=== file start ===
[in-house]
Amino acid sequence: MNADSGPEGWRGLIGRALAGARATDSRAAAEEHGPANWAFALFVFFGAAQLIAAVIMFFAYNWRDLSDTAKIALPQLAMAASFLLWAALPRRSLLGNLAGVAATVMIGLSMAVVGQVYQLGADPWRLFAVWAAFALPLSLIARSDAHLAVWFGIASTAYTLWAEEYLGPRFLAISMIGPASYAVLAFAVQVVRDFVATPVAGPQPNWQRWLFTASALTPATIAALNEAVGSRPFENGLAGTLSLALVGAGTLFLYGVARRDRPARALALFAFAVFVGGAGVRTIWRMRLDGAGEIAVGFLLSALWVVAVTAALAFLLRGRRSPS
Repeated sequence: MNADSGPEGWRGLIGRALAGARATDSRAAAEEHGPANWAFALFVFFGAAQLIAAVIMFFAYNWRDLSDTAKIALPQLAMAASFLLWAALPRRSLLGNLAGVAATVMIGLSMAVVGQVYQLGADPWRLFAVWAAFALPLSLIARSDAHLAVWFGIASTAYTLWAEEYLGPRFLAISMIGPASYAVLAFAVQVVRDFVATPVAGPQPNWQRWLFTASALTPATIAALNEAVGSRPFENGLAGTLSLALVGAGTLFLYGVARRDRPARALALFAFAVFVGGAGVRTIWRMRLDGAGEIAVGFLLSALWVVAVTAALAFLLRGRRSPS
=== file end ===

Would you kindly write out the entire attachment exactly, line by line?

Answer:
[in-house]
Amino acid sequence: MNADSGPEGWRGLIGRALAGARATDSRAAAEEHGPANWAFALFVFFGAAQLIAAVIMFFAYNWRDLSDTAKIALPQLAMAASFLLWAALPRRSLLGNLAGVAATVMIGLSMAVVGQVYQLGADPWRLFAVWAAFALPLSLIARSDAHLAVWFGIASTAYTLWAEEYLGPRFLAISMIGPASYAVLAFAVQVVRDFVATPVAGPQPNWQRWLFTASALTPATIAALNEAVGSRPFENGLAGTLSLALVGAGTLFLYGVARRDRPARALALFAFAVFVGGAGVRTIWRMRLDGAGEIAVGFLLSALWVVAVTAALAFLLRGRRSPS
Repeated sequence: MNADSGPEGWRGLIGRALAGARATDSRAAAEEHGPANWAFALFVFFGAAQLIAAVIMFFAYNWRDLSDTAKIALPQLAMAASFLLWAALPRRSLLGNLAGVAATVMIGLSMAVVGQVYQLGADPWRLFAVWAAFALPLSLIARSDAHLAVWFGIASTAYTLWAEEYLGPRFLAISMIGPASYAVLAFAVQVVRDFVATPVAGPQPNWQRWLFTASALTPATIAALNEAVGSRPFENGLAGTLSLALVGAGTLFLYGVARRDRPARALALFAFAVFVGGAGVRTIWRMRLDGAGEIAVGFLLSALWVVAVTAALAFLLRGRRSPS